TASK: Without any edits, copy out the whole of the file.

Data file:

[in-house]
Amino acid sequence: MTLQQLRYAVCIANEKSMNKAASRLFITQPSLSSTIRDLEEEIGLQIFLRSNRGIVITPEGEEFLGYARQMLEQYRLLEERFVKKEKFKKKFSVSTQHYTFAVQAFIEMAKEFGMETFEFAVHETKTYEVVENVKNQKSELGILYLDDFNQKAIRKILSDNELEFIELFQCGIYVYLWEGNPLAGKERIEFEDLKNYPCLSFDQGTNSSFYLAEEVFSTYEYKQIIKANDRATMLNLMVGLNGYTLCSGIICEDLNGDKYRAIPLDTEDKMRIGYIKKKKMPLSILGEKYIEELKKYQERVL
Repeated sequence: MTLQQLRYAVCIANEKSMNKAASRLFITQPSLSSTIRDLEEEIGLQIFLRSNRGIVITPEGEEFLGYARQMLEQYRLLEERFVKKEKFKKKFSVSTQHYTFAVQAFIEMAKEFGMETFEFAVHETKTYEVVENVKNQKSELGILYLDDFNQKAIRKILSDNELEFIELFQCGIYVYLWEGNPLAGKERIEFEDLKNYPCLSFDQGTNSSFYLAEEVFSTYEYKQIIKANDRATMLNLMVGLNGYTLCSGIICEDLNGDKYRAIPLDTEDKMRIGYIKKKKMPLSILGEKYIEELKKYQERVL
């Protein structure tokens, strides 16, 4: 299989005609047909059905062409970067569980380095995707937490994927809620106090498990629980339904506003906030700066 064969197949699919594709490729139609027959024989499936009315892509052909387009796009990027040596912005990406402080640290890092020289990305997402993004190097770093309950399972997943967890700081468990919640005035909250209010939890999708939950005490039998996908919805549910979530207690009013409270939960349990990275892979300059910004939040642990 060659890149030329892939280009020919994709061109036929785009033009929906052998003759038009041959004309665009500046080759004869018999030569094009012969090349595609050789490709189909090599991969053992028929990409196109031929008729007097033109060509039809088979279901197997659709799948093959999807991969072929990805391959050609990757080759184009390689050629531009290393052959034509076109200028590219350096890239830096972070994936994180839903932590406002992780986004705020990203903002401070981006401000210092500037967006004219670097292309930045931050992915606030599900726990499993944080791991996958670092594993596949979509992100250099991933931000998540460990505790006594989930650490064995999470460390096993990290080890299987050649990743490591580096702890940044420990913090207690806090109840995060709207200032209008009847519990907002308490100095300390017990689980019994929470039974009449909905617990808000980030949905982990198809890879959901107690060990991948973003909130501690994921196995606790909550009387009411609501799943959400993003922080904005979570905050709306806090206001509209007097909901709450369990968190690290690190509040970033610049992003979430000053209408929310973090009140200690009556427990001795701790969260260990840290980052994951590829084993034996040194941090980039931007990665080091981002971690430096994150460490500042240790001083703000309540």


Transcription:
[in-house]
Amino acid sequence: MTLQQLRYAVCIANEKSMNKAASRLFITQPSLSSTIRDLEEEIGLQIFLRSNRGIVITPEGEEFLGYARQMLEQYRLLEERFVKKEKFKKKFSVSTQHYTFAVQAFIEMAKEFGMETFEFAVHETKTYEVVENVKNQKSELGILYLDDFNQKAIRKILSDNELEFIELFQCGIYVYLWEGNPLAGKERIEFEDLKNYPCLSFDQGTNSSFYLAEEVFSTYEYKQIIKANDRATMLNLMVGLNGYTLCSGIICEDLNGDKYRAIPLDTEDKMRIGYIKKKKMPLSILGEKYIEELKKYQERVL
Repeated sequence: MTLQQLRYAVCIANEKSMNKAASRLFITQPSLSSTIRDLEEEIGLQIFLRSNRGIVITPEGEEFLGYARQMLEQYRLLEERFVKKEKFKKKFSVSTQHYTFAVQAFIEMAKEFGMETFEFAVHETKTYEVVENVKNQKSELGILYLDDFNQKAIRKILSDNELEFIELFQCGIYVYLWEGNPLAGKERIEFEDLKNYPCLSFDQGTNSSFYLAEEVFSTYEYKQIIKANDRATMLNLMVGLNGYTLCSGIICEDLNGDKYRAIPLDTEDKMRIGYIKKKKMPLSILGEKYIEELKKYQERVL
């Protein structure tokens, strides 16, 4: 299989005609047909059905062409970067569980380095995707937490994927809620106090498990629980339904506003906030700066 064969197949699919594709490729139609027959024989499936009315892509052909387009796009990027040596912005990406402080640290890092020289990305997402993004190097770093309950399972997943967890700081468990919640005035909250209010939890999708939950005490039998996908919805549910979530207690009013409270939960349990990275892979300059910004939040642990 060659890149030329892939280009020919994709061109036929785009033009929906052998003759038009041959004309665009500046080759004869018999030569094009012969090349595609050789490709189909090599991969053992028929990409196109031929008729007097033109060509039809088979279901197997659709799948093959999807991969072929990805391959050609990757080759184009390689050629531009290393052959034509076109200028590219350096890239830096972070994936994180839903932590406002992780986004705020990203903002401070981006401000210092500037967006004219670097292309930045931050992915606030599900726990499993944080791991996958670092594993596949979509992100250099991933931000998540460990505790006594989930650490064995999470460390096993990290080890299987050649990743490591580096702890940044420990913090207690806090109840995060709207200032209008009847519990907002308490100095300390017990689980019994929470039974009449909905617990808000980030949905982990198809890879959901107690060990991948973003909130501690994921196995606790909550009387009411609501799943959400993003922080904005979570905050709306806090206001509209007097909901709450369990968190690290690190509040970033610049992003979430000053209408929310973090009140200690009556427990001795701790969260260990840290980052994951590829084993034996040194941090980039931007990665080091981002971690430096994150460490500042240790001083703000309540």